Case studies are showing that Covid-19 can be spread by asymptomatic carriers through our communities without us even knowing. Without a vaccine or cure on the horizon any time soon, our immune system needs to be on top form to put up the best fight against the insidious pathogen. We reached out to Dr Jenna Macciochi, an immunologist at the University of Sussex, for her tips on how to boost our immune systems.
“This is a serious infection and no amount of lifestyle intervention will make you invincible”, she said, “but there are plenty of small things you can do that may strengthen your immune system”. Let’s take a look at the advice she gives in her recently published book “Immunity: The Science of Staying Well”.
1. Wash your hands with plenty of water
There’s handwashing and there’s handwashing during a global pandemic. When you wash your hands, it’s more about the water than the soap. Warm water is better, but getting a lot of water over your hands whilst you’re rubbing them together is much more important than the amount of soap used. As for gels, look for at least 60% alcohol, as this will stimulate antibacterial and virucidal activity (but they won’t work at all if your hands are heavily soiled or greasy).
2. Eat a colourful Mediterranean diet
“Eating a low-carbohydrate Mediterranean diet rich in different coloured fruits and vegetables, will give you the best chance of getting the wide variety of antioxidant and anti-inflammatory phytonutrients your body needs to fight infection”, says Dr Claire Bailey, a GP with a special interest in immunity and author of Clever Gut and Blood Sugar Diet. The more colours you include, the more nutrients you get. “Have the fruits and vegetables whole and ideally with the skin on as this contains essential fibre that feeds the healthy bugs in your digestive tract, crucial to fighting infection.”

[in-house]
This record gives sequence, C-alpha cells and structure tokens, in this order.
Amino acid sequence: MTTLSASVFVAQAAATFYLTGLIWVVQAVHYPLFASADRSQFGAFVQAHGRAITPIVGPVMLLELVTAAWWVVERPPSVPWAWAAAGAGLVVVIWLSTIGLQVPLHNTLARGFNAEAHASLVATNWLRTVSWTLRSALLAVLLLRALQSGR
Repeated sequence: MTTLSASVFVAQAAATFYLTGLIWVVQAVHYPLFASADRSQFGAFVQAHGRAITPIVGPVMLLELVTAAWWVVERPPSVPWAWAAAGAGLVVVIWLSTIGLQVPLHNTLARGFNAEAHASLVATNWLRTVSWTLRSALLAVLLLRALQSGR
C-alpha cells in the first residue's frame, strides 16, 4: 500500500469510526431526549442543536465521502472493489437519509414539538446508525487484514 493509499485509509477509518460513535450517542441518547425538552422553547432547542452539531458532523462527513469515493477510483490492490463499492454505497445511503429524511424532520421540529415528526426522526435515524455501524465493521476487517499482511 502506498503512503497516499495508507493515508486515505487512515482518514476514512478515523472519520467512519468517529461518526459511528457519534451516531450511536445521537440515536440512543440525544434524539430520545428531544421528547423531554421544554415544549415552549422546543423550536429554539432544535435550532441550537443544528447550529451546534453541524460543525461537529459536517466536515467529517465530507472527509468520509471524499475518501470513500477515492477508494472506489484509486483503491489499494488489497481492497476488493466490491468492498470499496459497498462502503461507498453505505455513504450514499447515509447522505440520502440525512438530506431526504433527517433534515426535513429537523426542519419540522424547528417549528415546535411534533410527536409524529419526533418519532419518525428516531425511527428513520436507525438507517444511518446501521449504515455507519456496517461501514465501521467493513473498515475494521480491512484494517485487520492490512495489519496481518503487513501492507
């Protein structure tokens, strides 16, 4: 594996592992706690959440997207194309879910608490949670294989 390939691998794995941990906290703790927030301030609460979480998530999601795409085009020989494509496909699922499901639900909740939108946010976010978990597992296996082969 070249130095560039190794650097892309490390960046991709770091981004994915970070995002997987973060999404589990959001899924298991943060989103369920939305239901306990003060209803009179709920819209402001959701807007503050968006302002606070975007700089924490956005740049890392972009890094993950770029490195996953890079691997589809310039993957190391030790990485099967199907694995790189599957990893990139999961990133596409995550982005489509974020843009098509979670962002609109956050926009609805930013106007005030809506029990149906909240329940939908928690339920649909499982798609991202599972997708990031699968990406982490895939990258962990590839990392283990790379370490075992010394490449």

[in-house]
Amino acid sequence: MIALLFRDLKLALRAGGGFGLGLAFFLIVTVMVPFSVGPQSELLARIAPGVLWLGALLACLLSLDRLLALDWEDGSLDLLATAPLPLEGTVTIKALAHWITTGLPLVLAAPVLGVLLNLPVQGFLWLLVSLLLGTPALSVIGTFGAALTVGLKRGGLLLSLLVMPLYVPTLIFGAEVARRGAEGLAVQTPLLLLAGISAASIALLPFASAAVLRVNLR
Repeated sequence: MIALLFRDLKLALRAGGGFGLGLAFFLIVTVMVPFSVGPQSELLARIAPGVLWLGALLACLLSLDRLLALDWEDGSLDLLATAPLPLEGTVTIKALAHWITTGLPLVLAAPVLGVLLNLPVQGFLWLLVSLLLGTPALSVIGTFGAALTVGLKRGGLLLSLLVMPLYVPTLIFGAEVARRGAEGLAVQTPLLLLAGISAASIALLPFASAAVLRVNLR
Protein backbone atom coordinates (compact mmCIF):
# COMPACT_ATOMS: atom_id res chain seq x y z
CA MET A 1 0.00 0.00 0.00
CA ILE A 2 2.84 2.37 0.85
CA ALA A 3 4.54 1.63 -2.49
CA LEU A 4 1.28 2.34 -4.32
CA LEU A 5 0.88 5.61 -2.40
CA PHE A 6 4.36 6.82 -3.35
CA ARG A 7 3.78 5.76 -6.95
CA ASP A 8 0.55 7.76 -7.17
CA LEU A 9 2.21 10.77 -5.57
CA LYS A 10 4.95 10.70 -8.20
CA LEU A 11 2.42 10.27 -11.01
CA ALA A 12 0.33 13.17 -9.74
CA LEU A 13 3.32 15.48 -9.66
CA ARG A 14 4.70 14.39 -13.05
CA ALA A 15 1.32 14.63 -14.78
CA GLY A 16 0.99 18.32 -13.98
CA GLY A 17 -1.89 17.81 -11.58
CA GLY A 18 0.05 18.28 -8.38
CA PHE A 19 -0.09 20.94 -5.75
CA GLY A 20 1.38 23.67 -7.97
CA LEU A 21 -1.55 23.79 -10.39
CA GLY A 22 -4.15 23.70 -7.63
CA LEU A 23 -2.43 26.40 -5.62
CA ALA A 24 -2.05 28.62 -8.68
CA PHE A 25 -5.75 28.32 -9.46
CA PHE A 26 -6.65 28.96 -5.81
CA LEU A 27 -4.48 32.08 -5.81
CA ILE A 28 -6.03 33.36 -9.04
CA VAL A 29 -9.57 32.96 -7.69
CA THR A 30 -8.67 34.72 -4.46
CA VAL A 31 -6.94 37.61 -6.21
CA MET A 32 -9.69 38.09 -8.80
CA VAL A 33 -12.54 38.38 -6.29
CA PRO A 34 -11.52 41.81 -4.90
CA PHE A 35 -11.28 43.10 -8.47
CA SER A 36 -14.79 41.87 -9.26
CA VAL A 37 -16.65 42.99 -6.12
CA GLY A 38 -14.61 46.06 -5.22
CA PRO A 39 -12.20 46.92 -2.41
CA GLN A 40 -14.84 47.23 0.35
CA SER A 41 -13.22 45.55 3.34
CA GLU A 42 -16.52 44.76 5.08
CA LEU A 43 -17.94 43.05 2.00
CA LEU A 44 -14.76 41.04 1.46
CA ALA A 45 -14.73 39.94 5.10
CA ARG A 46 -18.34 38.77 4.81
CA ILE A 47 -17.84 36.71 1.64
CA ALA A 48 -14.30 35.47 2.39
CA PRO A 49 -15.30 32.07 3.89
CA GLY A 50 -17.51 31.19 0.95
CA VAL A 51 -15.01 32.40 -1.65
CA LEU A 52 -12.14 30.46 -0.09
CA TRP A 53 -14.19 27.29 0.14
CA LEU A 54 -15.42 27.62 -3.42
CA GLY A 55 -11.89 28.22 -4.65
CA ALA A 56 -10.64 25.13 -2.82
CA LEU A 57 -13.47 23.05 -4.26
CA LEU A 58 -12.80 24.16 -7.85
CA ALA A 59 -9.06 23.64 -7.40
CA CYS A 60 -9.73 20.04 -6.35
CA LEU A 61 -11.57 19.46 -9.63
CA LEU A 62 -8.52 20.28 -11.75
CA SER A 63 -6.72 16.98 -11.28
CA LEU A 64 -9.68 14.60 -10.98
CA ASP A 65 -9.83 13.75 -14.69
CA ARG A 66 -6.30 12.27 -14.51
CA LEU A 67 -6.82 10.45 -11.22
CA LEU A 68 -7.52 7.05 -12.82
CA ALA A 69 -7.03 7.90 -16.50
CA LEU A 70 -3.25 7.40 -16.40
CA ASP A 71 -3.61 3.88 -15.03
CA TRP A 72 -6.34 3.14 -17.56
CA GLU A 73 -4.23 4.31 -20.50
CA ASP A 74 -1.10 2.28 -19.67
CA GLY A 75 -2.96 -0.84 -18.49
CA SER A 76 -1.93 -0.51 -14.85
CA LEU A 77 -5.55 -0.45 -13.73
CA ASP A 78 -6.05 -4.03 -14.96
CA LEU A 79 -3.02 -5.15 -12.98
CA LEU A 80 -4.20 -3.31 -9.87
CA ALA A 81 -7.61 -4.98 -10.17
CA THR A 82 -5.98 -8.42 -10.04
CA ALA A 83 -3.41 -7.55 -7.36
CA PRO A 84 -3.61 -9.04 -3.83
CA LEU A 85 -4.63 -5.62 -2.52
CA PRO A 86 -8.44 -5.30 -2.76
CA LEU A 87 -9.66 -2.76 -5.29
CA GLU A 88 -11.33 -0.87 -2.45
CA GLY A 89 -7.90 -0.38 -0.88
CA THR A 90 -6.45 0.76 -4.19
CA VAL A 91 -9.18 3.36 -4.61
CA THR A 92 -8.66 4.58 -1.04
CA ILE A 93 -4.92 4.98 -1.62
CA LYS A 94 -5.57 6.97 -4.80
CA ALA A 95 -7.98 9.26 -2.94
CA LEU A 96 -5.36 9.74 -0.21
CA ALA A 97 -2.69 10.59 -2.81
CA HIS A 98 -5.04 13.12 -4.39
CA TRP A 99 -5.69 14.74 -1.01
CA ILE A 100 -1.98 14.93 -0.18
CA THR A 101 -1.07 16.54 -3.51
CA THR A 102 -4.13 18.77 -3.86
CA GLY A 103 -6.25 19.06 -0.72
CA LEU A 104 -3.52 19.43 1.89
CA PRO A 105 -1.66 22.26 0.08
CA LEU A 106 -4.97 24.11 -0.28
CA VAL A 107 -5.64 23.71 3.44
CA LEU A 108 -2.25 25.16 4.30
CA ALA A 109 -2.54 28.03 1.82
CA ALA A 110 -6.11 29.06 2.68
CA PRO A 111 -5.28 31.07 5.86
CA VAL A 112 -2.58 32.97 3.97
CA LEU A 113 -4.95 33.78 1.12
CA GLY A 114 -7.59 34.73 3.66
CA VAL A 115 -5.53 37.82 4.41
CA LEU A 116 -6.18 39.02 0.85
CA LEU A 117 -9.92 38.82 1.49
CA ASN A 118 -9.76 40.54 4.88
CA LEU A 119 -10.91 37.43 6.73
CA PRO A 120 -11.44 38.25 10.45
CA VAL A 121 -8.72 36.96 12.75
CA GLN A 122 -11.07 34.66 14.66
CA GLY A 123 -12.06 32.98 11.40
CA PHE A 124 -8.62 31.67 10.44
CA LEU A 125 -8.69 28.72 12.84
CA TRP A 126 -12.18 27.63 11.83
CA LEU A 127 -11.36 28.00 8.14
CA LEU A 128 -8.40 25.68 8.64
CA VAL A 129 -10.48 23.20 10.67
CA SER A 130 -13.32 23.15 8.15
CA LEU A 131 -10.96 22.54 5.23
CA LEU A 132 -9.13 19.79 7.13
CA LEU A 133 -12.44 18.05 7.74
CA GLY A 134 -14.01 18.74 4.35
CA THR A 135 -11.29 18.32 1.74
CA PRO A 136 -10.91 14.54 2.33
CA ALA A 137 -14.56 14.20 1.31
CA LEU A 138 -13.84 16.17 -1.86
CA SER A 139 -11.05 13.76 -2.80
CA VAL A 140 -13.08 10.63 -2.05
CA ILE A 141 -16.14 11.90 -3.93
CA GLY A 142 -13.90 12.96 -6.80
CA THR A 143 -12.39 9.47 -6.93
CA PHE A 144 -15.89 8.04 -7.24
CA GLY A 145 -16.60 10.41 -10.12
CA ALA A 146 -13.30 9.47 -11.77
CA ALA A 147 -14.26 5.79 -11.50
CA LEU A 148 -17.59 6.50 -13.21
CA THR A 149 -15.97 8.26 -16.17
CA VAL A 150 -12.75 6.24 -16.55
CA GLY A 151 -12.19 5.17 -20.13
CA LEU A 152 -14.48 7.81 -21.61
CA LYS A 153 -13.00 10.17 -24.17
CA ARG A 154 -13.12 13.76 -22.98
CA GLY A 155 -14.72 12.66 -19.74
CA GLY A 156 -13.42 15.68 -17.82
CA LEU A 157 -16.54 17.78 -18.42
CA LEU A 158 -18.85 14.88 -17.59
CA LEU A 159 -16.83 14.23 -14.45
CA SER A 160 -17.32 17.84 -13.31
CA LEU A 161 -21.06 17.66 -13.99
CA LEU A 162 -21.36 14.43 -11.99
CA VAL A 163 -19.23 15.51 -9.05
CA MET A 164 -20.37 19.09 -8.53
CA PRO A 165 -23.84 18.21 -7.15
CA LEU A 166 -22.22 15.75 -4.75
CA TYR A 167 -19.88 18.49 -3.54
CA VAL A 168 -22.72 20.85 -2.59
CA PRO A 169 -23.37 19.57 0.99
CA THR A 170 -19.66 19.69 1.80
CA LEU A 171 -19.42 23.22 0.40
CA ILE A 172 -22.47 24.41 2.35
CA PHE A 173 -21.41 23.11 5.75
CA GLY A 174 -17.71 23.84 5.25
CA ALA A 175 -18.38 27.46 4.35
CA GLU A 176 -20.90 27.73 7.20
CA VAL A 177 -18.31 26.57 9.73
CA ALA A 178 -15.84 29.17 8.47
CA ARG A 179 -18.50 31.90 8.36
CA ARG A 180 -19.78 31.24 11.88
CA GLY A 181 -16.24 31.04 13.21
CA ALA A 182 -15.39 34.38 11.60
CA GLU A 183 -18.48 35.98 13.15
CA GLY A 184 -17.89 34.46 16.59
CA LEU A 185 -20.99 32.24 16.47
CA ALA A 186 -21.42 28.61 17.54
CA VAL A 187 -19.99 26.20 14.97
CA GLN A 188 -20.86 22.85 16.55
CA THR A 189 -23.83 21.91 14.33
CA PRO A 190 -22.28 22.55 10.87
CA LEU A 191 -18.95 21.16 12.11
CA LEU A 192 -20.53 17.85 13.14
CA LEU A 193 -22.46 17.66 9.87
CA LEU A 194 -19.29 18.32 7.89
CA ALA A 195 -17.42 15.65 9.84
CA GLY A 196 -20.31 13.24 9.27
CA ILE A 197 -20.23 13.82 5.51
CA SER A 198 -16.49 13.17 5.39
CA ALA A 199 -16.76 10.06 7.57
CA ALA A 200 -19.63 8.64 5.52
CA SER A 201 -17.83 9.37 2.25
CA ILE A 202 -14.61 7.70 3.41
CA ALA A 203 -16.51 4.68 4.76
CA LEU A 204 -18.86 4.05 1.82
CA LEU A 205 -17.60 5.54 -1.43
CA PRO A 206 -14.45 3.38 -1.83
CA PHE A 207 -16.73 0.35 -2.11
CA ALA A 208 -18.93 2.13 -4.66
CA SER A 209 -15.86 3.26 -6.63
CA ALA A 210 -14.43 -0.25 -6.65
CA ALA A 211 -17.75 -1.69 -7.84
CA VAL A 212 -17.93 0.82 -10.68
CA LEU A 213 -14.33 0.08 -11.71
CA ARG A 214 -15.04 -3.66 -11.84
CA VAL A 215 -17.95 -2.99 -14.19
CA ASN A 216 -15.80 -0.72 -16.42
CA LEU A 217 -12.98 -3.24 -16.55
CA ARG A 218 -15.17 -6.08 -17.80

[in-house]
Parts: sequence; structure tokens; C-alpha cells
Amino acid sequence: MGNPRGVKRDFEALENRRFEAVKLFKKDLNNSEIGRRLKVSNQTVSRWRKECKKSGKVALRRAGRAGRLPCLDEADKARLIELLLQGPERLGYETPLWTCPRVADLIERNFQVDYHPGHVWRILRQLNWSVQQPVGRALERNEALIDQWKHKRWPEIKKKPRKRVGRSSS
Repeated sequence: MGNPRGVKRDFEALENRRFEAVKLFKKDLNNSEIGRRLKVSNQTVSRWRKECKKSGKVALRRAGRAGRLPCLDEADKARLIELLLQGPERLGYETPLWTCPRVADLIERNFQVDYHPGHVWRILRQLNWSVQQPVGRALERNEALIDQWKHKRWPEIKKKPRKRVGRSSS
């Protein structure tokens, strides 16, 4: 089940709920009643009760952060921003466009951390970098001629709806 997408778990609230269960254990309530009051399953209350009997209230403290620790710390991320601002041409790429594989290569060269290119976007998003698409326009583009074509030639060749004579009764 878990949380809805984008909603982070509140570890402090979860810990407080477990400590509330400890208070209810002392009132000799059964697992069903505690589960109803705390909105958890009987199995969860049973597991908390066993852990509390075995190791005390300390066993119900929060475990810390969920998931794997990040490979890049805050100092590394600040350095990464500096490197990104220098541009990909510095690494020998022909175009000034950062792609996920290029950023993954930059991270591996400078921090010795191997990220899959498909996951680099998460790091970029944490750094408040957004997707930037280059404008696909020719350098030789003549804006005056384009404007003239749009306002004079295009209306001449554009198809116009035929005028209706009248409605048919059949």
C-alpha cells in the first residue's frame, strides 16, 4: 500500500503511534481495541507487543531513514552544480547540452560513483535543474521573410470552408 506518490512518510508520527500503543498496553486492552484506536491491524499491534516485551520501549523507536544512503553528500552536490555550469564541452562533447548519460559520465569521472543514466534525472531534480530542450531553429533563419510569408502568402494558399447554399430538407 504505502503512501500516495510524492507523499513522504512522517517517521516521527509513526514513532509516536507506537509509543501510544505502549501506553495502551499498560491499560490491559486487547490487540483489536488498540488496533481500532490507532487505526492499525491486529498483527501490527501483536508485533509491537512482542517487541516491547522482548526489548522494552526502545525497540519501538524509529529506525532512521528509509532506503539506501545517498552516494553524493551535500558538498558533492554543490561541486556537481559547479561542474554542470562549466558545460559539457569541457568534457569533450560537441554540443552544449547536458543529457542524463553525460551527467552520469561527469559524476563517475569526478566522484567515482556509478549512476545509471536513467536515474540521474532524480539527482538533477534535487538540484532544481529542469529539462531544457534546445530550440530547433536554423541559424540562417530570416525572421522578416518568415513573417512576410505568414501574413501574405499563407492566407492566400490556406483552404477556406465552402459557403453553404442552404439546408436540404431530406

3. Dose up on vitamin C
There’s little evidence showing vitamin C prevents infection, but it does show that once a cold has hit, vitamin C can shorten the duration of symptoms. Our immune cells have a high need for vitamin C when they are working hard to fight infection, so if you find yourself with symptoms, this is the time to start dosing up on vitamin C.
4. Don’t lose sleep over it
Adequate sleep is the bedrock of your whole immune system. If you’re not sleeping, no other lifestyle measure will make much difference because while we sleep, the hormone melatonin stimulates new immune cells.
5. Move around throughout your day – and build some muscle
Regular and often is the key for exercise and immunity. Movement throughout the day is essential for your lymphatic system, which relies on movement and muscle for stimulation. It is important to helping your immune cells perform their surveillance function of moving around the body fighting germs that might be trying to get inside your tissues. And while it’s not exactly quick, strength training is essential to immunity as you age.
6. That ‘two litres of water’ rule – heed it
Hydration is critically important but vastly overlooked – many metabolic functions rely on it. Indeed, if you get dehydrated, it can change the mucus layer in your respiratory tract and your digestive tract that has antibodies that trap germs and stop them getting into your cells. Oh, and tea and coffee are diuretics, so they don’t count.
7. A throat spray might help